Chinese Scientists Realize Starch Synthesis From CO2


On 24 September 2021, the scientific achievements of Ma Yanhe’s team at the Tianjin Institute of Industrial Biotechnology of the Chinese Academy of Sciences were published in the international authoritative academic journal Science, achieving the first artificial synthesis of starch using carbon dioxide, making a breakthrough of international significance.

What did the researchers do?

The most crucial work is the design of a completely new synthetic route. It requires only 11 steps of core biochemical reactions to complete the conversion from carbon dioxide to starch.

The design of the reaction route starts with theoretical calculations, where the researchers drafted a possible reaction route using formic acid or methanol as the starting reactant by using computer analysis. This may sound easy, but further testing and optimization are difficult because even theoretically feasible reaction routes often encounter many unforeseen practical problems, leading to experimental failure.

To solve these problems, the researchers split the entire starch conversion process into four modules and optimized these modules one by one. They screened 10 of the 62 catalytic enzymes from 31 organisms to participate in 11 optimal conversion reactions, making each step the most efficient and productive. In this way, they obtained version 1.0 of the artificial starch synthesis pathway.

In subsequent studies, the authors improved the initial version by using various engineered enzymes to enhance the conversion rate of the reactions, resulting in version 2.0 of the reaction pathway.

After this, the researchers added a key step to the front of the reaction pathway: the combination of carbon dioxide with hydrogen to methanol. In this way, the full conversion from carbon dioxide to starch is achieved.

This step of the reaction uses a zinc oxide – zirconium oxide inorganic catalyst and is carried out at high temperatures and pressures. The addition of this step, with some improvements such as substrate competition, resulted in version 3.0 of the reaction pathway. Finally, by replacing some of the reaction enzymes in the pathway, the authors can also produce straight-chain starch or branched-chain starch in a controlled manner, and this is version 3.1, the latest one that they currently have.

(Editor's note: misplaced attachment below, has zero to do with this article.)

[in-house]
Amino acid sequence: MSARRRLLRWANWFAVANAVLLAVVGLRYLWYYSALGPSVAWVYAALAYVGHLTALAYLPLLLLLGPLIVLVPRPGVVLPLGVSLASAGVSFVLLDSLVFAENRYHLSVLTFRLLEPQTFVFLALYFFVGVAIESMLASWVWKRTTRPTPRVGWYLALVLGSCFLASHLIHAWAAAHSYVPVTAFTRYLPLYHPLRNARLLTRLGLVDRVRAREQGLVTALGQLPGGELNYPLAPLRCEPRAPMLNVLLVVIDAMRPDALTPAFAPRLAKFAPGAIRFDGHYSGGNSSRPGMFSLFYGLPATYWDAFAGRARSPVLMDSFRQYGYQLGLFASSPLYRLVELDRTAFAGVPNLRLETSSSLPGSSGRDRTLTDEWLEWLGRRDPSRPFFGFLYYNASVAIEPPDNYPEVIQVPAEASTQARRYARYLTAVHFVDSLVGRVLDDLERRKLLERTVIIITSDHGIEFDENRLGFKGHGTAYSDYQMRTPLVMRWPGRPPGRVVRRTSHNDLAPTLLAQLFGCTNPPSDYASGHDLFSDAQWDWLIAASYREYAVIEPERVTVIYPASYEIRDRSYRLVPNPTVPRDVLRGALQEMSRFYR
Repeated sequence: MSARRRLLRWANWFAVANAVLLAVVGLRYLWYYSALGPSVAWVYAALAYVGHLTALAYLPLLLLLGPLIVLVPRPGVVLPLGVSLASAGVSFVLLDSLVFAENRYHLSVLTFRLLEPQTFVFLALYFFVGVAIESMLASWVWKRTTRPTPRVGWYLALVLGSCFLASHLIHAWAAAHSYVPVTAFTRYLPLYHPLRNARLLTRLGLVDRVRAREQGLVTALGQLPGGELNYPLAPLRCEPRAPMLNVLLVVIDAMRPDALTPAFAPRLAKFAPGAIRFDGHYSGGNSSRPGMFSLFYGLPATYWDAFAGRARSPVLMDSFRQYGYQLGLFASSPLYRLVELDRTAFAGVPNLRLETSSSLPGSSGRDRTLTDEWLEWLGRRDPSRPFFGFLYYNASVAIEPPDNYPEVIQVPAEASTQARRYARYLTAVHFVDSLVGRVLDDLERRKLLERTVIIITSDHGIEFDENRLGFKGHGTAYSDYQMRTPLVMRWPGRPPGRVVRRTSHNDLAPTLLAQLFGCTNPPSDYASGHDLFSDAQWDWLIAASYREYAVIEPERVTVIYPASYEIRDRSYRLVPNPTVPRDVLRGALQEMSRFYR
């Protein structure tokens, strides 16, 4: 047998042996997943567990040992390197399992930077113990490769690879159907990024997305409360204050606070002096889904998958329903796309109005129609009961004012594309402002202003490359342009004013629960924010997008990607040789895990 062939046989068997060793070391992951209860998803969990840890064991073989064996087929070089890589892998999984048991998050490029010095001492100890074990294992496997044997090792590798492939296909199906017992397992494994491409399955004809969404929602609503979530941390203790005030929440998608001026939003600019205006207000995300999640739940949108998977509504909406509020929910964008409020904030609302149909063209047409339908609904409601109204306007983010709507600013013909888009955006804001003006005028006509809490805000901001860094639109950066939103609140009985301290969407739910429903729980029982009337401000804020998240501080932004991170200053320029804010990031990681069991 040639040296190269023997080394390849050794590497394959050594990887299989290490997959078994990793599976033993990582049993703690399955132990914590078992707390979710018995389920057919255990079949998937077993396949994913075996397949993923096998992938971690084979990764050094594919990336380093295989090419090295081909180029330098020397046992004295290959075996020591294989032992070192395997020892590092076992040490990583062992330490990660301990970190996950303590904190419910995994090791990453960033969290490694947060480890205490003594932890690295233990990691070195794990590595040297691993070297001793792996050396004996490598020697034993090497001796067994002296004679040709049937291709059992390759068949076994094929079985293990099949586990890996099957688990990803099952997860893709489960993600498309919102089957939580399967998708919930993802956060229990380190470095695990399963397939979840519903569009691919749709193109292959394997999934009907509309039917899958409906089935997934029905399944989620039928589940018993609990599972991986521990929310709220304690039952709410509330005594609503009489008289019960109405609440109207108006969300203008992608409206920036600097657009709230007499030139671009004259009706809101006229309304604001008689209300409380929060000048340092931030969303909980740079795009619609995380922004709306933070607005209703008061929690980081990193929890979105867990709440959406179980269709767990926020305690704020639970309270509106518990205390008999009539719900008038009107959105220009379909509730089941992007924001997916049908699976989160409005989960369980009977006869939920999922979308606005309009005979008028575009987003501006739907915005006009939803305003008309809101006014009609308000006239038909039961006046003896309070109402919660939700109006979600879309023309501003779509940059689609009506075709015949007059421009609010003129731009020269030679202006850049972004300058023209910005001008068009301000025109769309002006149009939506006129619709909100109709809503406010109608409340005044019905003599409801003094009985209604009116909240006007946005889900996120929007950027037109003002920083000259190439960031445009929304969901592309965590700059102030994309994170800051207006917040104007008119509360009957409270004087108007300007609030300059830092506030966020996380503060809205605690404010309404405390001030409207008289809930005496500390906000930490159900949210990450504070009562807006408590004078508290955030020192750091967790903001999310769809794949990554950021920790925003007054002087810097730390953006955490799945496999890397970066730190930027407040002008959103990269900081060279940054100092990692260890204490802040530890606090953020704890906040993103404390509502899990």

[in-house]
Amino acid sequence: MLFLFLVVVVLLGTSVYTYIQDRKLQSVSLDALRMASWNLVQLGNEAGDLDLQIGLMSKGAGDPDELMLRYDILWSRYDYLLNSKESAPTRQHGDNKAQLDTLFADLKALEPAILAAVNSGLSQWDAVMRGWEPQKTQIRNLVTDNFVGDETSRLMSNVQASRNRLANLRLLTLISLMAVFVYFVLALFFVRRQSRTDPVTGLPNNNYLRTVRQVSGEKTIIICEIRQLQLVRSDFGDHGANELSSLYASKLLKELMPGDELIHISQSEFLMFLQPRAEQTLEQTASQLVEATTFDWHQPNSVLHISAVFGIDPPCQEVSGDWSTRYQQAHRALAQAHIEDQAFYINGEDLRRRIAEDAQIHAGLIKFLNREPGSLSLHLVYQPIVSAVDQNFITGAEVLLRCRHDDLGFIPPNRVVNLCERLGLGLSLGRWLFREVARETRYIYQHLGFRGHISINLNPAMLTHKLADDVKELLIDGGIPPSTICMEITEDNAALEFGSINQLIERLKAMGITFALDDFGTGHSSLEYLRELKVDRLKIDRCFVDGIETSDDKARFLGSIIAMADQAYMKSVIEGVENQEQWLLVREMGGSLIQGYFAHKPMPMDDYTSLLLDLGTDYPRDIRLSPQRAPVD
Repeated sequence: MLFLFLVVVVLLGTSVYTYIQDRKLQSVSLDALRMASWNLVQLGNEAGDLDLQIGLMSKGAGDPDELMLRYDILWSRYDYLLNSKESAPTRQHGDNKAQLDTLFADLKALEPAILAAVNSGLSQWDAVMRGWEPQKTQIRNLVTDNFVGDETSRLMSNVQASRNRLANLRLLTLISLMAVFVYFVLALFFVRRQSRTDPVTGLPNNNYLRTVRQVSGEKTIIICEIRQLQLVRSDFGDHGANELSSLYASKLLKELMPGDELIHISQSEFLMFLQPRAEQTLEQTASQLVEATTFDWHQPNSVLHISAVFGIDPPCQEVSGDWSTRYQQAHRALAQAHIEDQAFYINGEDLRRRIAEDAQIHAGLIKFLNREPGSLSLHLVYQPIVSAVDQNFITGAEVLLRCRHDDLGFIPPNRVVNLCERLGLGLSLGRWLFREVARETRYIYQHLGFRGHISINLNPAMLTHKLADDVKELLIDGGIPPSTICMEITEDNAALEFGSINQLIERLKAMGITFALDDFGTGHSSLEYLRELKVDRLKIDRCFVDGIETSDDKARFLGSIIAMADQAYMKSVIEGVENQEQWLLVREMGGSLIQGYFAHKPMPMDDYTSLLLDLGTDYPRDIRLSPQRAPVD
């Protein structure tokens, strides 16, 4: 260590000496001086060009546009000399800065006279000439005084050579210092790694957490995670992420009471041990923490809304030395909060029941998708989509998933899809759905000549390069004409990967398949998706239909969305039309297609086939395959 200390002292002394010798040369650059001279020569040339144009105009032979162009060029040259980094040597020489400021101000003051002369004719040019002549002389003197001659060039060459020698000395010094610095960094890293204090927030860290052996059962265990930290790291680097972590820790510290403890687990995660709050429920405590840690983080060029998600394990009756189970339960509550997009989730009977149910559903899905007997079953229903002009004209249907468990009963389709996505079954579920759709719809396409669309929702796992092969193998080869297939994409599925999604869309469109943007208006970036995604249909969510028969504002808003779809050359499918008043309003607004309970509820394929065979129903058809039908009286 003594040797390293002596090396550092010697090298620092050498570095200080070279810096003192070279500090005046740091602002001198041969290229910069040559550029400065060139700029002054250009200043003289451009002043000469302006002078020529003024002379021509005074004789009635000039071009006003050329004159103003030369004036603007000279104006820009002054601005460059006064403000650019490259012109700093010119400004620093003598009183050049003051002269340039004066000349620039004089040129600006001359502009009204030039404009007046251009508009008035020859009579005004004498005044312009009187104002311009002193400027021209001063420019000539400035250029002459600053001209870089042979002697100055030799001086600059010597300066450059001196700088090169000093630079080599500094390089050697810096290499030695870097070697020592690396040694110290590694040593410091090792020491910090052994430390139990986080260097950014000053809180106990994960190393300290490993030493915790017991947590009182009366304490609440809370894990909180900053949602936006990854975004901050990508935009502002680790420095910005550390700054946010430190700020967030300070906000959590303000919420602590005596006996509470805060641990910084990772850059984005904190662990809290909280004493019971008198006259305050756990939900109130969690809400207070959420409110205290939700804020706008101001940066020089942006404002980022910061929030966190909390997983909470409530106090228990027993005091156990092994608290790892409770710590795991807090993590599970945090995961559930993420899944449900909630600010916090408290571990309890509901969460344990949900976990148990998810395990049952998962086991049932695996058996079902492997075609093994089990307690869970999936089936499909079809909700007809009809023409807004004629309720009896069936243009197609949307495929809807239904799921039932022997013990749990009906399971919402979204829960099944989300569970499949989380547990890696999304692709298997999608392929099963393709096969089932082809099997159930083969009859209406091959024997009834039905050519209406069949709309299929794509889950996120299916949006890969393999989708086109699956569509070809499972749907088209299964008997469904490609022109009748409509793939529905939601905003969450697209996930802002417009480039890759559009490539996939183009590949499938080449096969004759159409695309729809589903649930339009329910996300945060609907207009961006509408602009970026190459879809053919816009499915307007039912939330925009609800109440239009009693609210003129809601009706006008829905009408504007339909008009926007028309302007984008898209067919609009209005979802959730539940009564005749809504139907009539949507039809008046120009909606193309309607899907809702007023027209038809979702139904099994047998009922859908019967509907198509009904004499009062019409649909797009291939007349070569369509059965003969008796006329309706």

As a result of the researchers‘ efforts, the final version yields almost a hundred times more than version 1.0, while it also synthesizes starch at a rate of about 8.5 times that of maize. Theoretically, one cubic meter of a bioreactor can produce the equivalent of five acres of corn per year in starch.

Is it now possible to make food from the air?

Does this research mean that we can produce food and industrial materials directly from the air without relying on farming?

It is still too early to say so. In this study, synthetic starch was synthesized at a rate 8.5 times higher than that of corn starch from natural sources, which does open up the possibility of efficient industrial starch production. However, as an initial result of laboratory output, continued optimization and advancement by scientists will be required before the technology can be taken out of the laboratory and into practical application.

Only if the economic viability of synthetic starch is comparable or even higher than that of traditional agricultural production will it be possible for the industrial workshop production model to completely replace the extraction of raw plant materials, saving arable land and freshwater resources while reducing the negative impact of human products on the planet’s environment.

This technology does, however, offer a completely new circular solution to the capture, usage, and storage of carbon. By allowing the carbon emitted in the air to return to the cycle of production and life, it not only recycles carbon dioxide but also produces the food on which humans depend, thus greatly contributing to the development of a low-carbon bio-economy and playing a major role in supporting the global carbon peak and carbon neutrality targets.

In the future, inspired by this Chinese research, humans may also be able to go to places like Mars to collect atmospheric carbon dioxide and solve the problem of food and clothing for space exploration.

(Source: CCTV, Scince, Xinhuanet)